Selling Your Patent: Sacrifices

That said, there are some potential drawbacks to selling. After all, what if it becomes a huge hit? More concretely, what if you sell your patent for $100,000 and it generates $10,000,000 in profits for the new owner? This is a very real possibility that you must reckon with before selling. For many people, this possibility is enough to scare them (irrationally) into rejecting perfectly good offers and holding onto their patent indefinitely. However, you can and should make this decision intelligently. Think long and hard about your idea. Is it so innovative, so groundbreaking, so over-the-top revolutionary that it is going to redefine an industry? Or are there similar products out there for sale already? In the former case, you might want to hold on to your idea or hold out for a higher sum. In the latter case, however, you need to realize that as the intellectual property ages it could become worth less money and you could be missing out on big opportunities. Our recommendation is to also consider licensing if you are interested in future profits (There are many companies that are open to licensing as it provides less up front cash and puts some of the risk on the patent owner. Licensing your patent grants exploitation rights to a licensee in exchange for royalties and performance options to ensure the licensee acts to make the patent a success for you. For a more in-depth explanation of patent licensing, see our article on the subject.)

Selling Your Patent: Making the Pitch

How do you actually go about selling a patent? Several options exist, and you should choose the one that best matches your strengths and resources. One way to sell your patent is through direct contact. While working with personal contacts is ideal, many patent holders do not have the network to be personally introduced to executives. When you do make contact with a firm, you want to present yourself as a business man or woman (I.E.- Product Developer, Founder, etc), not a mere inventor. This exudes an air of professionalism that established companies prefer. Then, request a face-to-face meeting with a Sales Manager or Product Manager within the company. Now, a word of caution is in order. You only want to schedule such a meeting if and when you have secured a patent for your idea. Otherwise, you have to ask the company to sign Non-Disclosure Agreements which they are unlikely to sign for standard business reasons. Therefore, a patent is your best (and often, only) means of selling your patent through direct contact methods. Here, you will encounter companies or people interested in your product and potentially buying it.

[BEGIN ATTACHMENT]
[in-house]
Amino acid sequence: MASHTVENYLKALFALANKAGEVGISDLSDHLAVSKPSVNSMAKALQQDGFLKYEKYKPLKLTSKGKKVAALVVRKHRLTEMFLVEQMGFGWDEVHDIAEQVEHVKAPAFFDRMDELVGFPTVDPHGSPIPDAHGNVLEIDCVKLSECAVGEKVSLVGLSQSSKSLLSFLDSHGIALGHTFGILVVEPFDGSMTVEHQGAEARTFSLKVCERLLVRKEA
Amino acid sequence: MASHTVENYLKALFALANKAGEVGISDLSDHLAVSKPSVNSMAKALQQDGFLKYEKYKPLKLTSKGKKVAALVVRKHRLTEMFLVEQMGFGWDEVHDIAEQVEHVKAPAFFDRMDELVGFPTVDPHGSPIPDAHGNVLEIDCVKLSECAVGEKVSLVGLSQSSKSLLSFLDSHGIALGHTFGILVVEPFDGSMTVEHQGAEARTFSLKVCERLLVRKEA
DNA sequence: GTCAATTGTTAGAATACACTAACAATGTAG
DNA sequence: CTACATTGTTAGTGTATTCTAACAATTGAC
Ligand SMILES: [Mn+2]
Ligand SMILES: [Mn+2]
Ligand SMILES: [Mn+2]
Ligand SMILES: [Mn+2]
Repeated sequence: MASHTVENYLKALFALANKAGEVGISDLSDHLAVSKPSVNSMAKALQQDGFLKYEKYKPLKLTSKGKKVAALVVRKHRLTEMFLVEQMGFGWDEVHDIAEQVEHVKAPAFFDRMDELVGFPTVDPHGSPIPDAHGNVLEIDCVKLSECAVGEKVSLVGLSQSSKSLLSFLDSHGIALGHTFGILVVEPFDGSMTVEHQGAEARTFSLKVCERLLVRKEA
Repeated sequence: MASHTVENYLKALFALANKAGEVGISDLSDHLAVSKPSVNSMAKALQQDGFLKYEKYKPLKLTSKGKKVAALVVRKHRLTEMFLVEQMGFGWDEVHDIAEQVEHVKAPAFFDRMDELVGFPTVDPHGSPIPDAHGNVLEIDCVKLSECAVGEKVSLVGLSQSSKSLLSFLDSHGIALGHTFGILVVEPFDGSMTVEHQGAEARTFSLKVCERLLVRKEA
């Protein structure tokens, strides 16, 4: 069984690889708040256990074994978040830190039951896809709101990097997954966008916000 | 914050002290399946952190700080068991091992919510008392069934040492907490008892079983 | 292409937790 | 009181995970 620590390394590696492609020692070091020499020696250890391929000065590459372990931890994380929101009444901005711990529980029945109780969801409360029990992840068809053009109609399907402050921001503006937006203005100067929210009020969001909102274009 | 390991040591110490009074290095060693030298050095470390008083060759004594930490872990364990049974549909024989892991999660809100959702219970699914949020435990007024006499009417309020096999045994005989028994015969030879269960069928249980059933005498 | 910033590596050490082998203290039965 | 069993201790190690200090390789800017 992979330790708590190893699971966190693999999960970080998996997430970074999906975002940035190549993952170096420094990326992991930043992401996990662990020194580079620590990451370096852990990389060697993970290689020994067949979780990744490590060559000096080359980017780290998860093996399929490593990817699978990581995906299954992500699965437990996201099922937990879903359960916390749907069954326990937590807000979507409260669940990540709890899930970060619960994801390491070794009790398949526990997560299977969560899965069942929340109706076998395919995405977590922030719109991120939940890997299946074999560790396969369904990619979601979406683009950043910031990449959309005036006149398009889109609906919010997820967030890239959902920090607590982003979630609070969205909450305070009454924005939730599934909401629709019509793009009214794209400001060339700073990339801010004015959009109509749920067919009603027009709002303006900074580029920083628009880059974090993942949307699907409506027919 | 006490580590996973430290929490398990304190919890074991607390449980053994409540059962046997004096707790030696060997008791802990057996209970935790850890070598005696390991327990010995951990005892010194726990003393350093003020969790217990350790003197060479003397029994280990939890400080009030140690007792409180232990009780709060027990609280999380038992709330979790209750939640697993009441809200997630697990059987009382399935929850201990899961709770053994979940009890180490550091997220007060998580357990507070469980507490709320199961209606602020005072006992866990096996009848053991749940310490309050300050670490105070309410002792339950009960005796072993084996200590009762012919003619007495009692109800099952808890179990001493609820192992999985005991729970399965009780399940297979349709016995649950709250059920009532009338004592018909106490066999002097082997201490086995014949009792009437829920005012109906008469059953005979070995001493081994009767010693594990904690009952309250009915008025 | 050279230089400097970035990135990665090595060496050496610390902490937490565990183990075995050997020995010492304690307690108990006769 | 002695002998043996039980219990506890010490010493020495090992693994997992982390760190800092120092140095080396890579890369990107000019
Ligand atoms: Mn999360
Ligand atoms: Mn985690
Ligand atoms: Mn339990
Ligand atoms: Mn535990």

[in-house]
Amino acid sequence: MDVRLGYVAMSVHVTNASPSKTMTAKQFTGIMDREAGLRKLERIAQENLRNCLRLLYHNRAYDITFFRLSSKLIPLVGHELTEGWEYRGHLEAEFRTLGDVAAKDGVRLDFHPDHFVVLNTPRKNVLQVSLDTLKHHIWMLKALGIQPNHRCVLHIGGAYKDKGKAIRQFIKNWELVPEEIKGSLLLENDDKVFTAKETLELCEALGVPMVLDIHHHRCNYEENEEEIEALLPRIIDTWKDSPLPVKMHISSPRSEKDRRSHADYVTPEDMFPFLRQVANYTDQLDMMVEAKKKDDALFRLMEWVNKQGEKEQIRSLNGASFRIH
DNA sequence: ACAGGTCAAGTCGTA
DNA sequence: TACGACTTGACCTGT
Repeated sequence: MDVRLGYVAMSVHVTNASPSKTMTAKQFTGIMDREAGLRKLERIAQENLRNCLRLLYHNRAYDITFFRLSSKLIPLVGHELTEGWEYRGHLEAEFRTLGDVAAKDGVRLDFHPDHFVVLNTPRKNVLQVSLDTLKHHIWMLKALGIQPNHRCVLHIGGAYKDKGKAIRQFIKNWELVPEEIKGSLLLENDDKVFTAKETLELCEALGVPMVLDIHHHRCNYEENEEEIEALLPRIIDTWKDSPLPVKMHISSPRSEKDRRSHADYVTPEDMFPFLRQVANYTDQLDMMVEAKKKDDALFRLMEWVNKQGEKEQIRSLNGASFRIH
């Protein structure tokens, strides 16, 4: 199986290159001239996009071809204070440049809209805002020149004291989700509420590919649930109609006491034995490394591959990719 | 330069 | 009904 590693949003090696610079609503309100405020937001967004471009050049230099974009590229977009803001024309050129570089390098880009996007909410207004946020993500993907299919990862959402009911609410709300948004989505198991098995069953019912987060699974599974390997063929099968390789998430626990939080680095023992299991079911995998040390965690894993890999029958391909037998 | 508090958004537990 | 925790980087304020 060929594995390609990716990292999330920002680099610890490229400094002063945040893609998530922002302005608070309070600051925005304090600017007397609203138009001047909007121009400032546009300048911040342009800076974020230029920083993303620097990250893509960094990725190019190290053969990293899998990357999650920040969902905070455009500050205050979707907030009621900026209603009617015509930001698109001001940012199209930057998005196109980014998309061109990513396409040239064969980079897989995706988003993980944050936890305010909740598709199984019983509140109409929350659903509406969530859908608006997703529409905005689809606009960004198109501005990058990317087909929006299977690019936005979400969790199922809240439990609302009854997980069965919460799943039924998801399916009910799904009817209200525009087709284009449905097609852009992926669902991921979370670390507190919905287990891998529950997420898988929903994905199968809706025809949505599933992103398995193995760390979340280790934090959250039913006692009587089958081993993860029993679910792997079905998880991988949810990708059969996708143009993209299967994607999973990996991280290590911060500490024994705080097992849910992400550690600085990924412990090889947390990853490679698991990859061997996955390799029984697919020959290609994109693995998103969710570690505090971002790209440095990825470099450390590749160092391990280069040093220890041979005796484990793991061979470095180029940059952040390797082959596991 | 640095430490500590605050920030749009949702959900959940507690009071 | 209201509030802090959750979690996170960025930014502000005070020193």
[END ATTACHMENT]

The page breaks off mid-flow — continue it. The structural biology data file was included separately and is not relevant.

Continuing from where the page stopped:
Selling Your Patent: Focus on Generating Interest

If you have secured the patent already, you are in prime position to market it to interested parties and evaluate potential buyers in your quest to profit from your labor. You can create a listing on our website in less than 10 minutes and immediately expand your network to thousands of companies that are looking for innovative new products to license or purchase in their industry.
Eric Corl is the Founder and CEO of IdeaBuyer.com, the online marketplace for intellectual property. The site helps innovators generate interest among consumer product companies, entrepreneurs, retailers, and manufacturers. You can email him at EricCorl@IdeaBuyer.com. You can visit the site by clicking here > Patents for Sale.

Top 10 Inventions of 2007

December 28th, 2007

Top Inventions The year 2007 saw a number of groundbreaking inventions from many sectors. Medical technology, personal communication, sports safety, energy saving breakthroughs, and other gadgetry saw huge advances throughout the year. However, some inventions simply outshine the rest of the pack and deserve higher mention. In this article, we will examine the top 10 inventions of 2007 and what makes them a cut above the rest!

1) Air conditioner that controls “superbugs”

The Kunne air conditioning system is a tremendous breakthrough in climate control: the first ever AC that controls both heat and humidity! By controlling both of these elements, buildings such as hospitals can regulate the flow of viruses, mold, and germs in the air. This will, in theory, help prevent such buildings from becoming “sick buildings” where people get sick simply by working there or visiting. If the Kunne system becomes widespread, the days of catching “that bug that’s been going around” might become a thing if the past!

2) Electro Needle Biomedical Sensor Array

Tired of sticking needles into your flesh just to run a blood test? With the electro needle biomedical sensor array, this painstaking task might not be necessary for much longer. It is a small patch of a device that contains electro-chemically treated probes. When it gets applied to a patient’s skin, the probes perform an astonishingly accurate determination of chemical readings in the patent’s bloodstream without having to withdraw any actual blood. In this way, a patient’s electrolytes, toxins, carbohydrates, proteins, bacteria, and even viruses can be spotted without a single needle, all through this one patch. This patch could spell a whole new era in disease prevention, as those who refuse to get needle tests out of fear no longer have an excuse to avoid those annual checkups!

3) Diesel Exhaust Purification System